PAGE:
standard output

A weblog of nerdy opinions and other detritus
by Michael Shane.

May 17, 2013 at 5:59pm

Soon.

Soon.

May 2, 2013 at 2:18pm

I think Google Glass goes pretty well with a fedora.

November 10, 2012 at 6:02pm — Reblogged from fuckyeahrachelmaddow

Presented without comment.

(Source: fuckyeahrachelmaddow, via blogthoven)

November 4, 2012 at 3:12pm

Empire of the In-Between →

Adam Davidson, in an essay for The New York Times:

That doesn’t stop both presidential candidates from constantly invoking the magnificent working-class economy we once had and can have again, if only we give them our vote.

[…]

Calling for a return to the days when everybody who was willing to put in a hard day’s work could make a good living at the factory is a fantasy, maybe a lie and certainly an implicit acknowledgment that nobody has any idea what to do with the underemployed in the slums of Trenton, Philadelphia, Baltimore and Southeast D.C. It’s safer to talk about Pakistan.

12:18am

Film Crit Hulk on plot holes and movie logic →

This is one of the best things I have ever read. I know it’s one of the best things I’ve ever read because I wish I had written it.

WE BELIEVE IN CHARACTERS BECAUSE THEY ARE OUR ANCHORS TO EXPERIENCE. OUR VESSELS. AND SAVE FOR THE OCCASIONAL MOVIE WHERE WE ARE MEANT TO LARGELY LOOK AT THESE CHARACTERS IN EXTERNAL TERMS (COENS PLAY WITH THIS BEAUTIFULLY), THEY ARE THE LENS THROUGH WHICH WE ABSORB THE CINEMATIC WORLD. CHARACTER IS OUR VESSEL INTO IDEOLOGIES AND THEMES AND UNDERSTANDING OF THE WORLD. IN THIS MEDIUM THAT SCULPTS IN TIME, THEY ARE OUR SIGN POSTS ON THE WAY TO UNDERSTANDING LIFE’S NARRATIVE. MEANING, YES, CHARACTER IS SO MUCH CLOSER TO WHY WE GO TO THE MOVIES. IT ALL COMES TO PASS… IF WE WERE MAKING A PROOF OF HOW A MOVIE WORKS: CHARACTER AND THAT CHARACTER’S CONNECTION TO THE THEME WOULD BE OF GREATEST POSSIBLE SIGNIFICANCE.

IT IS THE VERY PURPOSE OF STORYTELLING.

[…]

EVEN THEN, HULK ADMITS THAT MOVIES ARE MYSTERIOUS, COMPLEX THINGS. CERTAIN THINGS WORK FOR MOST PEOPLE. CERTAIN THINGS DON’T. CERTAIN THINGS HIT THE ZEITGEIST. CERTAIN THINGS DON’T. THIS DOESN’T MEAN WE SHOULD THROW UP OUR HANDS AND SUBMIT TO THE DEPLORABLE GOLDMAN IDIOM OF “NOBODY KNOWS ANYTHING,” BUT INSTEAD COME TO REALIZE THAT THE FINAL EQUATION OF A MOVIE IS AN INORDINATELY COMPLEX THING THAT DOESN’T QUITE DEPEND ON SIMPLE LOGIC. EVEN TO HULK. MOVIES ARE FULL OF MOVING PARTS AND ENCOMPASS SO DAMN MUCH TO CONSIDER THAT IT ISN’T EVEN FUNNY. BUT HULK ARGUES THAT THIS COMPLEXITY IS ACTUALLY AN INVITATION FOR US TO PEER IN AND SEE WHAT MOVIES CAN BE ABOUT.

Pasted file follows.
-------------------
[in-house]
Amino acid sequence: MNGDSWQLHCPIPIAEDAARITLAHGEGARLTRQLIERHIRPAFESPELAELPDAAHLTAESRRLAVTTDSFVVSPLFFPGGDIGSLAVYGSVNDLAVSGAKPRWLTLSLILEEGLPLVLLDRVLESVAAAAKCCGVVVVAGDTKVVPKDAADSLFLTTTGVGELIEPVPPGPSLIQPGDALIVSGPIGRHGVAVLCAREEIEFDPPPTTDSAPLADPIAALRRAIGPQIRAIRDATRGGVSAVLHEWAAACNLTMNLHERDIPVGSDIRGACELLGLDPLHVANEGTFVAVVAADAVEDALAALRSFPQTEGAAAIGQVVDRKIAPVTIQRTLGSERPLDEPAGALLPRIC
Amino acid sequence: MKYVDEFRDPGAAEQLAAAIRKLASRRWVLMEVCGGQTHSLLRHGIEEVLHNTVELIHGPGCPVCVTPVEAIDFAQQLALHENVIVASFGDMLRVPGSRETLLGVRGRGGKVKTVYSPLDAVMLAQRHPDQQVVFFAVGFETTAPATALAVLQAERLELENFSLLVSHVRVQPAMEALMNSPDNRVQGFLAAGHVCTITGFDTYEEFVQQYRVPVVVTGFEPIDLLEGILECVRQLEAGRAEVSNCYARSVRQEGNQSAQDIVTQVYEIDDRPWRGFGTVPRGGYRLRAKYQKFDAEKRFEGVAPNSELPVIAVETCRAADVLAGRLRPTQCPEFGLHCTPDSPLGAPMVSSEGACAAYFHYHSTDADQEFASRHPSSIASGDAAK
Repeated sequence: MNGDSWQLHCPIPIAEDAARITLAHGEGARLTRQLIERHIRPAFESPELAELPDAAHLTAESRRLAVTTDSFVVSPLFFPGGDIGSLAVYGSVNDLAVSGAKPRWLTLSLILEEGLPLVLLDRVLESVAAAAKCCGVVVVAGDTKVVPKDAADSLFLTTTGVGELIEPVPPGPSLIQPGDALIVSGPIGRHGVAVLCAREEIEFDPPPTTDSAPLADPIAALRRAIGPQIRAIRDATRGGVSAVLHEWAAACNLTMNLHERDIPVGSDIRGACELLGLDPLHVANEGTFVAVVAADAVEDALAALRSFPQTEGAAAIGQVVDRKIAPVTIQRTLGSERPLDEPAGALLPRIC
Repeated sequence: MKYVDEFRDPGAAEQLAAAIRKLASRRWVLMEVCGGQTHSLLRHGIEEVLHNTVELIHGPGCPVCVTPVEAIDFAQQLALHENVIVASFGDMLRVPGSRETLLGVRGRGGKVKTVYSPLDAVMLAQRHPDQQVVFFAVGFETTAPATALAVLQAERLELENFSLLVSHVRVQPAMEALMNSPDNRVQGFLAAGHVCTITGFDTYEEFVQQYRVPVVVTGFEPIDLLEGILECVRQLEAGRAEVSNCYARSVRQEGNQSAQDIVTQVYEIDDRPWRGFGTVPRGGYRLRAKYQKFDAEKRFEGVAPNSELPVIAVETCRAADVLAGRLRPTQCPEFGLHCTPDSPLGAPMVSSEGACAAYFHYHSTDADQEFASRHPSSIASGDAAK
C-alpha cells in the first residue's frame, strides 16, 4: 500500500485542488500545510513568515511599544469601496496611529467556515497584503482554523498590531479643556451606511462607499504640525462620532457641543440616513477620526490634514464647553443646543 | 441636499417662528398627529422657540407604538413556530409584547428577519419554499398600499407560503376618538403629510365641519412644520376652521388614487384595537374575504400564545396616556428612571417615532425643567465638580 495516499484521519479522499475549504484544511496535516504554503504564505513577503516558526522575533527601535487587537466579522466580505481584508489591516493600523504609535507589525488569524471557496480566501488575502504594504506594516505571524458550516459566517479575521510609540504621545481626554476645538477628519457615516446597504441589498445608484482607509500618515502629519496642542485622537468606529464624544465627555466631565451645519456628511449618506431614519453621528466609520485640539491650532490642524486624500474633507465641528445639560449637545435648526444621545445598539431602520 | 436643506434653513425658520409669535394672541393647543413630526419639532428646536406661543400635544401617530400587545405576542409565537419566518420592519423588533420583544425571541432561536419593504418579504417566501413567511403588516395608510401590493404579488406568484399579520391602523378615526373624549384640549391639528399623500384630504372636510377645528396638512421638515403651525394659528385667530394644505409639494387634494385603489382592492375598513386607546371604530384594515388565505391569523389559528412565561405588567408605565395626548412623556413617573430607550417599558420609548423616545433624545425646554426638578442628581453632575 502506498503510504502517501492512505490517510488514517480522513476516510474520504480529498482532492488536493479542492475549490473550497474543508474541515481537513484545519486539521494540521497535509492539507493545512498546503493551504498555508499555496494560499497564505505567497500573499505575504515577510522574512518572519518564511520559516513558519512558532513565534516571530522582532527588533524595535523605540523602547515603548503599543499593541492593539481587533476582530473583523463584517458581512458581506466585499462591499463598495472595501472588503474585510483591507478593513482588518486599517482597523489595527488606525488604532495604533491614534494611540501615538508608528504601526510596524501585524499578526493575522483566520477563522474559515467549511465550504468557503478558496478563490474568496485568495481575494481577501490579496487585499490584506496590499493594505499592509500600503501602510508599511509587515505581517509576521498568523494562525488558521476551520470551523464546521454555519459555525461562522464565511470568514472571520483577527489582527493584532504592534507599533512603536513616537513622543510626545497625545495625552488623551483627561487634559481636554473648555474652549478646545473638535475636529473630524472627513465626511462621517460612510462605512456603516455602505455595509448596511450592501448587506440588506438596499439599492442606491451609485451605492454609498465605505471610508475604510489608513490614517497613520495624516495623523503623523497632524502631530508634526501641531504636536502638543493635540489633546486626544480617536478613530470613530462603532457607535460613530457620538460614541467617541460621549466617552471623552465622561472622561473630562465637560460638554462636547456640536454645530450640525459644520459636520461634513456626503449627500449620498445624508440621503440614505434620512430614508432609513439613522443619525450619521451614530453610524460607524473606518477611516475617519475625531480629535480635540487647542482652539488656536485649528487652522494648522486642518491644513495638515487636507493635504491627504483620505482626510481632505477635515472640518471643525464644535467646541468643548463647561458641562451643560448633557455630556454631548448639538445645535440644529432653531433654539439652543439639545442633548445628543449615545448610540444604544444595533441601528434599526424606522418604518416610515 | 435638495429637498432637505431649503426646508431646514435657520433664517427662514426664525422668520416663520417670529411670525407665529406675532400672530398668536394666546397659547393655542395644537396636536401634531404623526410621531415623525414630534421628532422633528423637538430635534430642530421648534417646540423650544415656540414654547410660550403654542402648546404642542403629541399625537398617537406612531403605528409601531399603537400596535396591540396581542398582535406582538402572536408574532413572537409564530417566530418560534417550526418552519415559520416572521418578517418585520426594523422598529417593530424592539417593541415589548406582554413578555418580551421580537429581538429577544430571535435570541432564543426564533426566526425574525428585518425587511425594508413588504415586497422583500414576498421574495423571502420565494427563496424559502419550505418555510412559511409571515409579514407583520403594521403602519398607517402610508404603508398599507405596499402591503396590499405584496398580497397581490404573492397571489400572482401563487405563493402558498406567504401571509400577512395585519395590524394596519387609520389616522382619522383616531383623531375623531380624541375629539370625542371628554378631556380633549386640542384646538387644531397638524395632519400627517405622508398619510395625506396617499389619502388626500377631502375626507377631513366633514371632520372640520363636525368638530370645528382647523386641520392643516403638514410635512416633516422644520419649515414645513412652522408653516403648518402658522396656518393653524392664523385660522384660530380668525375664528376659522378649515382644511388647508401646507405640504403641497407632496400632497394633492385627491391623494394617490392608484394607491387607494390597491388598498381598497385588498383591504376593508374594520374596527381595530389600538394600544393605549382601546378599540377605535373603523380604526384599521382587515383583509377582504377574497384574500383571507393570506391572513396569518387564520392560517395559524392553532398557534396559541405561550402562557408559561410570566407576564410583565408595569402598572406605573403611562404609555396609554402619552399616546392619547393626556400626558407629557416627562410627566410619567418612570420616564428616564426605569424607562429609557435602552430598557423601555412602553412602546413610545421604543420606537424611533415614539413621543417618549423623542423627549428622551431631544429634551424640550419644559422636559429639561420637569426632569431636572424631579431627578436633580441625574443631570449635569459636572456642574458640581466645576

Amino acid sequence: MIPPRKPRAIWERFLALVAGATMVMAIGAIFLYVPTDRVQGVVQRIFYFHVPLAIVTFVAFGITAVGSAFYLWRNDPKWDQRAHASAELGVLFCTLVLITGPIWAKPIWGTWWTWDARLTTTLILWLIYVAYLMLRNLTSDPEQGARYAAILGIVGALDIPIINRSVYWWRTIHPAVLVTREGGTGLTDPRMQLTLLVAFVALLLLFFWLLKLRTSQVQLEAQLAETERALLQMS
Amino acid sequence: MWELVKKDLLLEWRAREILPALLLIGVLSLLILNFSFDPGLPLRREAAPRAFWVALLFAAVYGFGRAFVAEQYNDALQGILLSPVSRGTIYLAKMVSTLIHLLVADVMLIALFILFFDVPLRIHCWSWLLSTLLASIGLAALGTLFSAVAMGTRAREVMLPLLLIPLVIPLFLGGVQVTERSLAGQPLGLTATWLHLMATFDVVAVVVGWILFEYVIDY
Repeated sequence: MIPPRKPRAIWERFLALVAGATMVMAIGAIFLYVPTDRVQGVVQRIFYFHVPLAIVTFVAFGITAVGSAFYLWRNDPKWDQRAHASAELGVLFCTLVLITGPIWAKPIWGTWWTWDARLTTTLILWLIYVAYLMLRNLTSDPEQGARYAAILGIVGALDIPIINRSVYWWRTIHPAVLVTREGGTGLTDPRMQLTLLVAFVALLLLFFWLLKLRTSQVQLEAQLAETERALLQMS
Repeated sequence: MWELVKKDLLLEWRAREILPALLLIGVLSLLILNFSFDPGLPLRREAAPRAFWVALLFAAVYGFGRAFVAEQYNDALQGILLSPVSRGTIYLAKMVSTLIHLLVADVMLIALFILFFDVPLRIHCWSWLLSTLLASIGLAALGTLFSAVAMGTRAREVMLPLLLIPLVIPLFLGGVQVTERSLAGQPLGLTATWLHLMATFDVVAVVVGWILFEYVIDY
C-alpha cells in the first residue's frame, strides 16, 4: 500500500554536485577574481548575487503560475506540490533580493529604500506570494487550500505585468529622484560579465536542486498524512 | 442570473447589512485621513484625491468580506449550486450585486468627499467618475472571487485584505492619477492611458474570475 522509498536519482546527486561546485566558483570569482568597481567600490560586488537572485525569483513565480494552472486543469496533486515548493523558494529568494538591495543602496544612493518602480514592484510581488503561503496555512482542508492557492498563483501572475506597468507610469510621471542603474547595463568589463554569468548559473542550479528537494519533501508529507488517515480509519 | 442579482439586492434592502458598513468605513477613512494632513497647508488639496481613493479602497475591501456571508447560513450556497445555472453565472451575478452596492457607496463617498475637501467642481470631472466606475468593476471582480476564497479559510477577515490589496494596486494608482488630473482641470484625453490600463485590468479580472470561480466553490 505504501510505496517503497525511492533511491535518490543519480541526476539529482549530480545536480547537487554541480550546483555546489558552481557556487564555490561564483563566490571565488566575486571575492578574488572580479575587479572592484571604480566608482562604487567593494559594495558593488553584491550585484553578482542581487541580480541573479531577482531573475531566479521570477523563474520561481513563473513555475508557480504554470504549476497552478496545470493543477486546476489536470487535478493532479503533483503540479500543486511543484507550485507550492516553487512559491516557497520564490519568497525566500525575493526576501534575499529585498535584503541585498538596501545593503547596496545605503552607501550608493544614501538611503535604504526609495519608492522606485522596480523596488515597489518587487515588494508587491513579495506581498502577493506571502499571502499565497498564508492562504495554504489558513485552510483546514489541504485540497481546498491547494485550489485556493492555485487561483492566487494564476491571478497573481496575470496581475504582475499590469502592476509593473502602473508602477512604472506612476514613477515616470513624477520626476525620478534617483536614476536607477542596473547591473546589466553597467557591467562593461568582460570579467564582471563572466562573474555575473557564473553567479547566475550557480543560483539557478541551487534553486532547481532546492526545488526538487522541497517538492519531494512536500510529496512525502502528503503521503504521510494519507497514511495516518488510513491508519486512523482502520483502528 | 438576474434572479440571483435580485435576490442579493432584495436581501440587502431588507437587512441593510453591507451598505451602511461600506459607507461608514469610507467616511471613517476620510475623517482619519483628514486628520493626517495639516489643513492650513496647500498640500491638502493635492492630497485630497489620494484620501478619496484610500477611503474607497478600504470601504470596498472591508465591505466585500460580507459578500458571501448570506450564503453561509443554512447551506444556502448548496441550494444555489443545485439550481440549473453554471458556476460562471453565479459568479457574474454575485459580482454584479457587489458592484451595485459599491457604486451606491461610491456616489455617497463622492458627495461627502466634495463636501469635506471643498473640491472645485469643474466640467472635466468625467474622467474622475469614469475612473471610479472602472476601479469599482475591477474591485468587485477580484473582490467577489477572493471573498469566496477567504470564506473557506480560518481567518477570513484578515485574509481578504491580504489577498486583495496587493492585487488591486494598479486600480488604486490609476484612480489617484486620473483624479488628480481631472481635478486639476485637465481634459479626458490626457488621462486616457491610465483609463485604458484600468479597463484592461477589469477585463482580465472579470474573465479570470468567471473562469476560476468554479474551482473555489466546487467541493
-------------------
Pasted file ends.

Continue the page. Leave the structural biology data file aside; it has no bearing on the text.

October 19, 2012 at 3:33pm

Behind the mask: being yourself as someone else at New York Comic Con →

It was a privilege to work with my amazing colleagues at The Verge on this feature about the people who make New York Comic Con (and cons in general) culturally valuable and generally awesome places. Take a look.

Bonus: our video team likes horse masks.

October 10, 2012 at 10:19am
Style change is usually linked to economic factors, as all of you know who have read Marx. Also fatigue occurs when people see too much of the same thing too often. So every ten years or so there is a stylistic shift and things are made to look different. Typefaces go in and out of style and the visual system shifts a little bit. If you are around for a long time as a designer, you have an essential problem of what to do. I mean, after all, you have developed a vocabulary, a form that is your own. It is one of the ways that you distinguish yourself from your peers, and establish your identity in the field. How you maintain your own belief system and preferences becomes a real balancing act. The question of whether you pursue change or whether you maintain your own distinct form becomes difficult. We have all seen the work of illustrious practitioners that suddenly look old-fashioned or, more precisely, belonging to another moment in time. And there are sad stories such as the one about Cassandre, arguably the greatest graphic designer of the twentieth century, who couldn’t make a living at the end of his life and committed suicide. But the point is that anybody who is in this for the long haul has to decide how to respond to change in the zeitgeist. What is it that people now expect that they formerly didn’t want? And how to respond to that desire in a way that doesn’t change your sense of integrity and purpose.

— Milton Glaser (Via The New Graphic)

September 9, 2012 at 1:48pm — Reblogged from eaterofbirds

Child’s Play

Child’s Play

(Source: eaterofbirds, via sinyasiki)

August 25, 2012 at 3:55pm
In my own view, the important achievement of Apollo was a demonstration that humanity is not forever chained to this planet, and our visions go rather further than that, and our opportunities are unlimited.

— Neil Armstrong (1930 – 2012)

(Source: theverge.com)

June 23, 2012 at 6:01pm

Yo dawg.

Yo dawg.